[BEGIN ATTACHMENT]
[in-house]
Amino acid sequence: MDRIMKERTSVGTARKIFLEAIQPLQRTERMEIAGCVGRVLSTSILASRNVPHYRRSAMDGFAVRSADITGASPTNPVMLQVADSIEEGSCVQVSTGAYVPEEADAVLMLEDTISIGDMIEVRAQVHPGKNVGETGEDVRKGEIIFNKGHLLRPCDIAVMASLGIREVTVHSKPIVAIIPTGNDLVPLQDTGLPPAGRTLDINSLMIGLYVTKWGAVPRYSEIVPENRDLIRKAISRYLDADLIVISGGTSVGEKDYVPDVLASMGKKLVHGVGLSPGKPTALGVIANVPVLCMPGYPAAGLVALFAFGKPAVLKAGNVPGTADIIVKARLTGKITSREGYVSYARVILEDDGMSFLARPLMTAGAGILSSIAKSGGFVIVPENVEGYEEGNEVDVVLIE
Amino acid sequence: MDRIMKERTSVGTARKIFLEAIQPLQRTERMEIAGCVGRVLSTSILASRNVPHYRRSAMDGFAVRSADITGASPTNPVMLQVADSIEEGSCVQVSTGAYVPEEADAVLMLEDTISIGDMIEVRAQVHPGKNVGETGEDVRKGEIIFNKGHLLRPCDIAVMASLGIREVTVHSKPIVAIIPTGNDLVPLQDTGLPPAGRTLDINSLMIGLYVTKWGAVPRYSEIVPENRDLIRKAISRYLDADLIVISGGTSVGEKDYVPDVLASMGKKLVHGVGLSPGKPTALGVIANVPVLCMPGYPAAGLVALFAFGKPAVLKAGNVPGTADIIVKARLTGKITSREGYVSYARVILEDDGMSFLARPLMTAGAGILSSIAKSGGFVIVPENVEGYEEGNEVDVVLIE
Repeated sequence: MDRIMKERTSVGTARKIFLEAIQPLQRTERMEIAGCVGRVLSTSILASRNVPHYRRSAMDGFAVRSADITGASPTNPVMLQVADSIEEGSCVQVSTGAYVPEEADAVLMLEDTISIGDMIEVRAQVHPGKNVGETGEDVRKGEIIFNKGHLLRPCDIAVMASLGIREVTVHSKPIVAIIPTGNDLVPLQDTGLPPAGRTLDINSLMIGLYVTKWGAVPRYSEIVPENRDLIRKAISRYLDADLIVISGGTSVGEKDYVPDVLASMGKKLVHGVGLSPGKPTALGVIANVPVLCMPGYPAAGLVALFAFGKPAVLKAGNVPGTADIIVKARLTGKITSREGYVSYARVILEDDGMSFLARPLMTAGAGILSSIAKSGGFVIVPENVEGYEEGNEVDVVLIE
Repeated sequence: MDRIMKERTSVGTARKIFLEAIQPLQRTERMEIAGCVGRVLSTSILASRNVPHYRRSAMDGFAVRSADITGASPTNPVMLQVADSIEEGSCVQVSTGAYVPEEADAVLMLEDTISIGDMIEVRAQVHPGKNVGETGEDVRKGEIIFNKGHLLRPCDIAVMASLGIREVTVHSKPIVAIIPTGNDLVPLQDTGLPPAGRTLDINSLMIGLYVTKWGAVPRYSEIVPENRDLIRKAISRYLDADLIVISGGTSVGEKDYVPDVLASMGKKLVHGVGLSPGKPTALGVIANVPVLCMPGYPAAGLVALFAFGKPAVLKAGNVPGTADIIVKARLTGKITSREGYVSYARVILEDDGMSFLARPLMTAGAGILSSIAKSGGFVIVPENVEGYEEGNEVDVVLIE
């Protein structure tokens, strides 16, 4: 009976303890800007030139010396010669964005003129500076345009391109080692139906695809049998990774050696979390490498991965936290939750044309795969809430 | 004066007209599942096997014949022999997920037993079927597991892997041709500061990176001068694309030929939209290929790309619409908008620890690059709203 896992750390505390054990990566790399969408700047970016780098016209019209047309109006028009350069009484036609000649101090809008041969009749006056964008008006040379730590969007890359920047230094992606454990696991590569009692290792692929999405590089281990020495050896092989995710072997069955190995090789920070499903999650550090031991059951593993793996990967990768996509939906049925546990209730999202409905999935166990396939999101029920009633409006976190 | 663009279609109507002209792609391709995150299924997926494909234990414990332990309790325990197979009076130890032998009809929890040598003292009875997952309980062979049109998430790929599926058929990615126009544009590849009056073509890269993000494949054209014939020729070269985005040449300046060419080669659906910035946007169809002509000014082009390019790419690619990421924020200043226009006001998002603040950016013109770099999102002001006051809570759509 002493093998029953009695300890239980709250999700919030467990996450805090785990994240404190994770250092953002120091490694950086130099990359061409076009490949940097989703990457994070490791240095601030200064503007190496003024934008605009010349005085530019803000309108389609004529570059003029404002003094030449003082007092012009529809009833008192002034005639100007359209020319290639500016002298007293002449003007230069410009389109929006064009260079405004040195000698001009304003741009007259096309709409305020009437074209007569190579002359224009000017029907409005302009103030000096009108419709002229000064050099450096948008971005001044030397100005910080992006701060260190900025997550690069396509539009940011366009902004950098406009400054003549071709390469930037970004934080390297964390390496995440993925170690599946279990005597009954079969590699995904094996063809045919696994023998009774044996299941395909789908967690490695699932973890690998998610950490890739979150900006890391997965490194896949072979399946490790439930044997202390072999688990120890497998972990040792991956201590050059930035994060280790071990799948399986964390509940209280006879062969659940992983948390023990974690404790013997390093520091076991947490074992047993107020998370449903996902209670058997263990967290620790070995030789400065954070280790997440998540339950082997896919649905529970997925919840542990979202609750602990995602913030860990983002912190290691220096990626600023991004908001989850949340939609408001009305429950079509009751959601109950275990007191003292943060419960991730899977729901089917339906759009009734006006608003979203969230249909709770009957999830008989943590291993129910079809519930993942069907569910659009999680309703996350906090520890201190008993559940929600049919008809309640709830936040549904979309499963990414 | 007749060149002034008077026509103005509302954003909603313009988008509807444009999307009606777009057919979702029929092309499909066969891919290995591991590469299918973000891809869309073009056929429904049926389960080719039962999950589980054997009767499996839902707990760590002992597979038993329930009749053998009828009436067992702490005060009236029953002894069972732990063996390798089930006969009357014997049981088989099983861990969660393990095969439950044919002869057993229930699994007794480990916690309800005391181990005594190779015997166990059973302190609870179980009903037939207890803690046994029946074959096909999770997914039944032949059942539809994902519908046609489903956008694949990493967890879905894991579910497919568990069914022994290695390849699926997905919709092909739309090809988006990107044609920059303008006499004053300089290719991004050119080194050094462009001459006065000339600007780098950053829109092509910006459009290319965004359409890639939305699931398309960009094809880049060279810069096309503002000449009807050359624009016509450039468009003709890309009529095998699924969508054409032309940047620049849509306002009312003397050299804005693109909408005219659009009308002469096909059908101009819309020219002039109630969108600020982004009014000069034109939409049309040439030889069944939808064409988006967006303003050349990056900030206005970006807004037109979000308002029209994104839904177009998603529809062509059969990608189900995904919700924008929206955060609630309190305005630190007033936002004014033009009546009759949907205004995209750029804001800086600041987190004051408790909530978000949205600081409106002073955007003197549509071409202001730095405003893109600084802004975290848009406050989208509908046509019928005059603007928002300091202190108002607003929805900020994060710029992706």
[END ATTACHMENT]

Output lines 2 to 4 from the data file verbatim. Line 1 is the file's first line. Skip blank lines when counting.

Amino acid sequence: MDRIMKERTSVGTARKIFLEAIQPLQRTERMEIAGCVGRVLSTSILASRNVPHYRRSAMDGFAVRSADITGASPTNPVMLQVADSIEEGSCVQVSTGAYVPEEADAVLMLEDTISIGDMIEVRAQVHPGKNVGETGEDVRKGEIIFNKGHLLRPCDIAVMASLGIREVTVHSKPIVAIIPTGNDLVPLQDTGLPPAGRTLDINSLMIGLYVTKWGAVPRYSEIVPENRDLIRKAISRYLDADLIVISGGTSVGEKDYVPDVLASMGKKLVHGVGLSPGKPTALGVIANVPVLCMPGYPAAGLVALFAFGKPAVLKAGNVPGTADIIVKARLTGKITSREGYVSYARVILEDDGMSFLARPLMTAGAGILSSIAKSGGFVIVPENVEGYEEGNEVDVVLIE
Amino acid sequence: MDRIMKERTSVGTARKIFLEAIQPLQRTERMEIAGCVGRVLSTSILASRNVPHYRRSAMDGFAVRSADITGASPTNPVMLQVADSIEEGSCVQVSTGAYVPEEADAVLMLEDTISIGDMIEVRAQVHPGKNVGETGEDVRKGEIIFNKGHLLRPCDIAVMASLGIREVTVHSKPIVAIIPTGNDLVPLQDTGLPPAGRTLDINSLMIGLYVTKWGAVPRYSEIVPENRDLIRKAISRYLDADLIVISGGTSVGEKDYVPDVLASMGKKLVHGVGLSPGKPTALGVIANVPVLCMPGYPAAGLVALFAFGKPAVLKAGNVPGTADIIVKARLTGKITSREGYVSYARVILEDDGMSFLARPLMTAGAGILSSIAKSGGFVIVPENVEGYEEGNEVDVVLIE
Repeated sequence: MDRIMKERTSVGTARKIFLEAIQPLQRTERMEIAGCVGRVLSTSILASRNVPHYRRSAMDGFAVRSADITGASPTNPVMLQVADSIEEGSCVQVSTGAYVPEEADAVLMLEDTISIGDMIEVRAQVHPGKNVGETGEDVRKGEIIFNKGHLLRPCDIAVMASLGIREVTVHSKPIVAIIPTGNDLVPLQDTGLPPAGRTLDINSLMIGLYVTKWGAVPRYSEIVPENRDLIRKAISRYLDADLIVISGGTSVGEKDYVPDVLASMGKKLVHGVGLSPGKPTALGVIANVPVLCMPGYPAAGLVALFAFGKPAVLKAGNVPGTADIIVKARLTGKITSREGYVSYARVILEDDGMSFLARPLMTAGAGILSSIAKSGGFVIVPENVEGYEEGNEVDVVLIE